I would like, on top of this point, to make a second point.  This might seem disconnected to the first point at a first glance, but I hope you’ll patiently hear me out.  I dare say that the mainline church in this nation is dying, and there’s a case to be made that many Evangelical churches, while doing fine, are having problems, too. And, at least empirically speaking, this fact seems apparent.  I will read to you, in fact, part of an article a teacher of mine recently sent me.  It says, “Organized religion was already in trouble before the fall of 2008. Denominations were stagnating or shrinking, and congregations across faith groups were fretting about their finances…. The Great Recession made things worse…. Because of certain economic trends (some of which were beyond the churches control), mainline Protestants were among the most vulnerable to the downturn. Their denominations had been losing members for decades…. National churches had been relying on endowments to help with operating costs, along with the generosity of an aging membership that had been giving in amounts large enough to mostly make up for departed brethren.  The meltdown destroyed that financial buffer.  The Episcopal Church, the United Methodist Church, the Evangelical Lutheran Church and other mainline denominations were forced to cut jobs and their national budgets.”  That should suffice to make the point that the church is and has been dying.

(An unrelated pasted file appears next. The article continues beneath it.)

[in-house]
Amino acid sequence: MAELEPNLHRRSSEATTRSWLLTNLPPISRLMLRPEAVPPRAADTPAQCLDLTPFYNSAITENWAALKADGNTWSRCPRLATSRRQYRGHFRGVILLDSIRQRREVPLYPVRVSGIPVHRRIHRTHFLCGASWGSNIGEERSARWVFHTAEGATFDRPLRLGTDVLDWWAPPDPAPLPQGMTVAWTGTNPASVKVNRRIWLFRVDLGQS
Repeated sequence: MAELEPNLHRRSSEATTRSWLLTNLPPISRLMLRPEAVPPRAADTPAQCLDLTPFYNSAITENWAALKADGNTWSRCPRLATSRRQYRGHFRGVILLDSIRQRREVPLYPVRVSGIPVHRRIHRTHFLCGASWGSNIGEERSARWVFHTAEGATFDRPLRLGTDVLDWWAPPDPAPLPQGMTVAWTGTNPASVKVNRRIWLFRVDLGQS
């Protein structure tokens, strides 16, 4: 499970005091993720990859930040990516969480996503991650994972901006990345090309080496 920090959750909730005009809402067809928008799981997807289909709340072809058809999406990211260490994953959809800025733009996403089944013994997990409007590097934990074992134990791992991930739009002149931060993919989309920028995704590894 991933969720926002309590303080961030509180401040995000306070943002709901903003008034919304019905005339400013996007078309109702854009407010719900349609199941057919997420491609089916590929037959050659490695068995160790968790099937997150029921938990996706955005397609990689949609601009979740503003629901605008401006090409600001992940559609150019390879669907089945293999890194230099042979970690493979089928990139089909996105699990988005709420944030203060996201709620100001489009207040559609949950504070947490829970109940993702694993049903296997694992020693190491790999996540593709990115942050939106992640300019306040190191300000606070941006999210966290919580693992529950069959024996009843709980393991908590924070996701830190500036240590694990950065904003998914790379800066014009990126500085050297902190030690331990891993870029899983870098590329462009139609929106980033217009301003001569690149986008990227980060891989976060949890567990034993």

The third point I want to make, then, relates these two ideas together, namely, that there is a relationship between the church viewing itself as necessary, as obligatory, and, in general, the death of the church in the U.S. And the link between these two ideas is the following.  While we might think that the church is necessary to our lives, and even to the life of the nation as a whole, a large portion of the nation completely disagrees.  A portion of the nation, even the majority of the nation believes that the church is unnecessary, able to be thrown out, able to be discarded.  The church has become unnecessary to the social order.  This fact translates into an important point.  Because we think of the church as necessary, we believe that it is a plain and simple fact that people ought to be here.  ‘The obligation to be a part of the church ought to be obvious to the nation, and if it is not, the nation is simply in sin.’  This attitude is no different than, say, that of a town with only one gas station.  Because the gas station believes it’s product is necessary to the town, and because it is the only provider of that product, it feels necessary.  It can hike up prices, give poor customer service, and provide gross bathrooms.  Until, that is, another gas station comes to town, when it will be either forced to change or go out of business.   In a similar way (and I’m not saying we’ve been this gas station), because the rest of the nation does not believe the church to be an obligation on their lives, it could care less that we think in such a way.  And because the church too often has nothing to offer the nation that is something beyond necessities, like the old gas station, no one will come.  Hence, the church is dying.